When I looked up to the sky and jokingly said "I am the chosen one," at a press conference two days ago, referring to taking on Trade with China, little did I realize that the media would claim that I had a "Messiah complex." They knew I was kidding, being sarcastic, and just having fun. I was smiling as I looked up and around. The MANY reporters with me were smiling also. They knew the TRUTH...And yet when I saw the reporting, CNN, MSNBC and other Fake News outlets covered it as serious news & me thinking of myself as the Messiah. No more trust!
King of Israel/Second Coming
President Trump never said, "I’m the King of Israel," nor did he retweet that he is the "second coming."
On August 21, the president posted a tweet in which he quoted Newsmax's Wayne Allyn Root, an avid supporter of the president with a long history of promoting numerous conspiracy theories:
Thank you to Wayne Allyn Root for the very nice words. "President Trump is the greatest President for Jews and for Israel in the history of the world, not just America, he is the best President for Israel in the history of the world ... and the Jewish people in Israel love him like he's the King of Israel. They love him like he is the second coming of God ... But American Jews don't know him or like him. They don't even know what they're doing or saying anymore. It makes no sense! But that's OK, if he keeps doing what he's doing, he's good for all Jews, Blacks, Gays, everyone. And importantly, he's good for everyone in America who wants a job." Wow!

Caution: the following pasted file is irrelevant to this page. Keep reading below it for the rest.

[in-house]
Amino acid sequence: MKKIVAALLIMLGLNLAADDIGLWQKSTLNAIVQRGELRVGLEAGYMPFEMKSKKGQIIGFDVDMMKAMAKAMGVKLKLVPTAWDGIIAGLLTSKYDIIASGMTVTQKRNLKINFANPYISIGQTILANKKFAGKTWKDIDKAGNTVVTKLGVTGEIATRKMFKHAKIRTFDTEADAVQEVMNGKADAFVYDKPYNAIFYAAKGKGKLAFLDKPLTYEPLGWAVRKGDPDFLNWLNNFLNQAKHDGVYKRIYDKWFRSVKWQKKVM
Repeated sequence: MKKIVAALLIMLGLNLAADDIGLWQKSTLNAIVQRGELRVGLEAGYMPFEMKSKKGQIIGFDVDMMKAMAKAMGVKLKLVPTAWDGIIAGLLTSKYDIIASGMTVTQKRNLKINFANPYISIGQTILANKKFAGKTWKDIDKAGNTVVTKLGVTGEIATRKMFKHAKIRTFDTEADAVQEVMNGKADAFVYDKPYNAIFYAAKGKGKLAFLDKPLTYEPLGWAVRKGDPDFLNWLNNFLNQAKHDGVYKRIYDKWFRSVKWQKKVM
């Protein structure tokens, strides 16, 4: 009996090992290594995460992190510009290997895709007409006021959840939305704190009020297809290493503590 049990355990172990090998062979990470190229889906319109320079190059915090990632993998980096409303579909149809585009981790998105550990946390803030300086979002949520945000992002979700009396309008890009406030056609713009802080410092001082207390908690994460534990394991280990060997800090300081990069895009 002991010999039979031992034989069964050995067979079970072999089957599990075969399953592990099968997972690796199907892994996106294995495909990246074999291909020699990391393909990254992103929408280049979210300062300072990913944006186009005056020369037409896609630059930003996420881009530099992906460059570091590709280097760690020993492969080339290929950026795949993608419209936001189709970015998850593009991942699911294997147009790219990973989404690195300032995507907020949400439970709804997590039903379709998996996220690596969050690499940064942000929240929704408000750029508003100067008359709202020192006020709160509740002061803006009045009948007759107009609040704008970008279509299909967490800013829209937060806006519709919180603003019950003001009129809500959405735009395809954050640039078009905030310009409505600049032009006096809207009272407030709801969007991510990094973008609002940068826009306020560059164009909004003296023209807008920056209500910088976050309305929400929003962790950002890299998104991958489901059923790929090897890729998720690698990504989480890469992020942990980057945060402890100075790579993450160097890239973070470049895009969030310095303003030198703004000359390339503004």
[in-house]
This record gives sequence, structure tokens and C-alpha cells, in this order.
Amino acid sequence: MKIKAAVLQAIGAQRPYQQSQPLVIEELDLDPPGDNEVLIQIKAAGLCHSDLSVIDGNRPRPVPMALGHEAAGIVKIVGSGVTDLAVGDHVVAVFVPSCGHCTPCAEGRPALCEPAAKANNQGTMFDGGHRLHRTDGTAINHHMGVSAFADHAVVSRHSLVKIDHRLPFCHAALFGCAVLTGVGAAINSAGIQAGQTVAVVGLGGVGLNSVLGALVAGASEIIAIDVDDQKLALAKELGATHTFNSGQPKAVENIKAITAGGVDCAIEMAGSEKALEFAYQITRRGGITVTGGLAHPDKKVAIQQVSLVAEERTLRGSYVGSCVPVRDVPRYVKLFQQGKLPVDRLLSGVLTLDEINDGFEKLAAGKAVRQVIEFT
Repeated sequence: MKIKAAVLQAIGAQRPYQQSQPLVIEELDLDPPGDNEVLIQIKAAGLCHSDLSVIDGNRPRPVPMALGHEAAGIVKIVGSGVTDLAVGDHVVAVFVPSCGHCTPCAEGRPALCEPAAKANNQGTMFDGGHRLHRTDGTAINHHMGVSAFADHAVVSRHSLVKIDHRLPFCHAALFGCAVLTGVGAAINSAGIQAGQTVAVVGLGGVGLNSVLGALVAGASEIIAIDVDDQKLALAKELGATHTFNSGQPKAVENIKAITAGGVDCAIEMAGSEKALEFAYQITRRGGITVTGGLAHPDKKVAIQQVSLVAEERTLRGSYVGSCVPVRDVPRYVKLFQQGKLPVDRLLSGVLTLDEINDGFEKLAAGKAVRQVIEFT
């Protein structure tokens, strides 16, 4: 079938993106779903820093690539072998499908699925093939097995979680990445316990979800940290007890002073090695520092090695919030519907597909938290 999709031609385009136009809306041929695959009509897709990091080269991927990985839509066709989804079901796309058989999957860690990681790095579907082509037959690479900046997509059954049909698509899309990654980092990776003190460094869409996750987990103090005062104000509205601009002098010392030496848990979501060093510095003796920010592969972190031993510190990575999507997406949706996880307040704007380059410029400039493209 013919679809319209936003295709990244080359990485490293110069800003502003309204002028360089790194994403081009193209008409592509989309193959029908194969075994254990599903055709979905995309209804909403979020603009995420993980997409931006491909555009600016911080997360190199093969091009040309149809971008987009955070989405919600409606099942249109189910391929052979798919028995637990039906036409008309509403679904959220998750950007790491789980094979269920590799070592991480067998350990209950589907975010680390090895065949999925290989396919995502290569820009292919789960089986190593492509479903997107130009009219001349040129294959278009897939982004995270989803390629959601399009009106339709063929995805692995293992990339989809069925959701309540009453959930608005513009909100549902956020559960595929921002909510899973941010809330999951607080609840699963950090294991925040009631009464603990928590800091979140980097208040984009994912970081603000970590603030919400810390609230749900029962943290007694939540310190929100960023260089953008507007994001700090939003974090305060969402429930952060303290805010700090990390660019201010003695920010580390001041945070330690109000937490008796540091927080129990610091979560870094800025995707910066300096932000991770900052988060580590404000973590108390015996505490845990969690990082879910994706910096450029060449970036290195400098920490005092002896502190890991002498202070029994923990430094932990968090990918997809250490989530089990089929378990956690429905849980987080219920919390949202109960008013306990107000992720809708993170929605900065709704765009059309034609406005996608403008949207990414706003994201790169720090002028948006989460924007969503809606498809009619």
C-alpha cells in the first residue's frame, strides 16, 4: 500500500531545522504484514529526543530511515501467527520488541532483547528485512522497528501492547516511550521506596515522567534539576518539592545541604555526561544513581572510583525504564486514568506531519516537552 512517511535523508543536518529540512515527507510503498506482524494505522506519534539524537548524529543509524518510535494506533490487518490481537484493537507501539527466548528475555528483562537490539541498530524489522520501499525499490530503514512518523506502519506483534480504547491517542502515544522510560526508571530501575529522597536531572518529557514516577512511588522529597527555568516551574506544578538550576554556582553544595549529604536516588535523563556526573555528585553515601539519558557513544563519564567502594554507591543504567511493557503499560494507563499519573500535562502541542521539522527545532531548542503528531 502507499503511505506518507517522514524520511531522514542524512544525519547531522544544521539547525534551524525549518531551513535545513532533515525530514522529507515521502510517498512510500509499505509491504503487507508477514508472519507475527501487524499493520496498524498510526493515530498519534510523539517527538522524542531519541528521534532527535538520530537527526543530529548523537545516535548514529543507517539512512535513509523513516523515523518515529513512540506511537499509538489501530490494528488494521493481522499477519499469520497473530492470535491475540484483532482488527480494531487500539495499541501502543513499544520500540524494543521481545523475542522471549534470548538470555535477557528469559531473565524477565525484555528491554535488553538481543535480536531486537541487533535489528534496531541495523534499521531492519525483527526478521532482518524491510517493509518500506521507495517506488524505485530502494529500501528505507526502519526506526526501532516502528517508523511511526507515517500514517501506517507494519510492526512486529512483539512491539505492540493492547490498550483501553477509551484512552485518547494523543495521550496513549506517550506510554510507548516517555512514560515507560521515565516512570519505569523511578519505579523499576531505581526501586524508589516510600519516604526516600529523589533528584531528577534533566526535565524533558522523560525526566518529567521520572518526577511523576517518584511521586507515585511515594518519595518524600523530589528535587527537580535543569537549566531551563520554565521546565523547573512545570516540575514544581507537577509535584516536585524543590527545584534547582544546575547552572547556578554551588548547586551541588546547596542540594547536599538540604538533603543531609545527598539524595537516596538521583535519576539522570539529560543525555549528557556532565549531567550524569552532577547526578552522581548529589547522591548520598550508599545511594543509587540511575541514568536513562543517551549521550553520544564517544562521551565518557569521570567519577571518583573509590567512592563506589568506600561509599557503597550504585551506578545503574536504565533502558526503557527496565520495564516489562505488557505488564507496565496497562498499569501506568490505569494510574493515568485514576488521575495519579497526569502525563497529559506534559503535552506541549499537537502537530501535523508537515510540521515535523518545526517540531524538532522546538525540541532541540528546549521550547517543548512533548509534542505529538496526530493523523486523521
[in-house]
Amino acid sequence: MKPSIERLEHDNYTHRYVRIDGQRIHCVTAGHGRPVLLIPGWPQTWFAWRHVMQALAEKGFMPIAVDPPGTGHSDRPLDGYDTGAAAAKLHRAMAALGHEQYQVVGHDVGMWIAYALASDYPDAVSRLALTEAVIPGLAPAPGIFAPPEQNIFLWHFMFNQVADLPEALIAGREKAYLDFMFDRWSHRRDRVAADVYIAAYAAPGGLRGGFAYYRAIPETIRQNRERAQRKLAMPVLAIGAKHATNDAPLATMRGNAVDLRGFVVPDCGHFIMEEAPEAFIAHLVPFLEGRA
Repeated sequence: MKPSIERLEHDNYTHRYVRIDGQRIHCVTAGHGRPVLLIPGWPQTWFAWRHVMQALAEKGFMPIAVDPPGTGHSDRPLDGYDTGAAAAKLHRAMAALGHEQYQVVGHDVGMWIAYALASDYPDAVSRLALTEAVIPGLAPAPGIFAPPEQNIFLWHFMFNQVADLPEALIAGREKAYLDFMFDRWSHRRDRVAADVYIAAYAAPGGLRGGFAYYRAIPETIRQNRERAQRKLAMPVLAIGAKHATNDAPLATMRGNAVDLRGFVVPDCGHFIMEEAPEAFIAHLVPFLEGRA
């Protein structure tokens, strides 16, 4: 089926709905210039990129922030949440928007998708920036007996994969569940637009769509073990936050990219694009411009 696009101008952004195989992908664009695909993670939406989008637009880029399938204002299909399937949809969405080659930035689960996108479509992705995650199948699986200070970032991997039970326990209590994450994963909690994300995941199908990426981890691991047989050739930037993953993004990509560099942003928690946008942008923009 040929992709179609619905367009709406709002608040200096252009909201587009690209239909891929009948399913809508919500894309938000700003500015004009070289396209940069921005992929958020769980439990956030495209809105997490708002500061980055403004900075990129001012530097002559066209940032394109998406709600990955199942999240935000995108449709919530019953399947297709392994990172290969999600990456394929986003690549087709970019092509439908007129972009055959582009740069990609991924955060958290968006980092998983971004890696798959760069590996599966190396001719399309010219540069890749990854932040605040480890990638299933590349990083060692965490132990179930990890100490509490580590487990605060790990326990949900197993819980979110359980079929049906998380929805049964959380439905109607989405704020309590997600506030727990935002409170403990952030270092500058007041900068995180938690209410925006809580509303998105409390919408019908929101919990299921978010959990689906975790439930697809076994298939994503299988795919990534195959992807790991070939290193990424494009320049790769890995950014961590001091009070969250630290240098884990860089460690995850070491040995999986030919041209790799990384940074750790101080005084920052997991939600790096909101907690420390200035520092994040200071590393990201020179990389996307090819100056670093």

Root later stated that the media had taken his words out of context, and that he hadn't called President Trump "the King of the Jews." He then explained that being treated "like" something doesn't mean that one is that thing.
It's quite clear that President Trump did not call himself the "King of Israel" or the "second coming of God." The president was simply quoting a media figure who claimed that the Jewish people "love him like he's the King of Israel," and that they "love him like he is the second coming of God."
The word "like" is imperative in the above statements. Although one might argue with Root’s assessment, as well as the president’s quoting of the media personality, one cannot honestly claim that President Trump called himself the "King of Israel" or the "second coming of God," nor that he "promoted" that idea.
Such a claim would either be a failure of the author to understand the basic nature of the English language, or a deliberate mischaracterization meant to discredit the president.
It wasn't just Occupy Democrats that shared this misinformation — author and columnist Seth Abramson, radio host and commentator Michelangelo Signorile, and activist Ryan Knight, among others, all shared variations of it on social media, garnering tens of thousands of retweets.
Abramson, Signorile, and Knight have a combined follower count of 1.1 million on Twitter, while Occupy Democrats reaches 7.9 million people on Facebook.
Regardless of intent, the memes from Occupy Democrats, as well as the various Twitter users that made similar claims, are spreading damaging misinformation to thousands of Americans.
None of the memes or tweets have been deleted.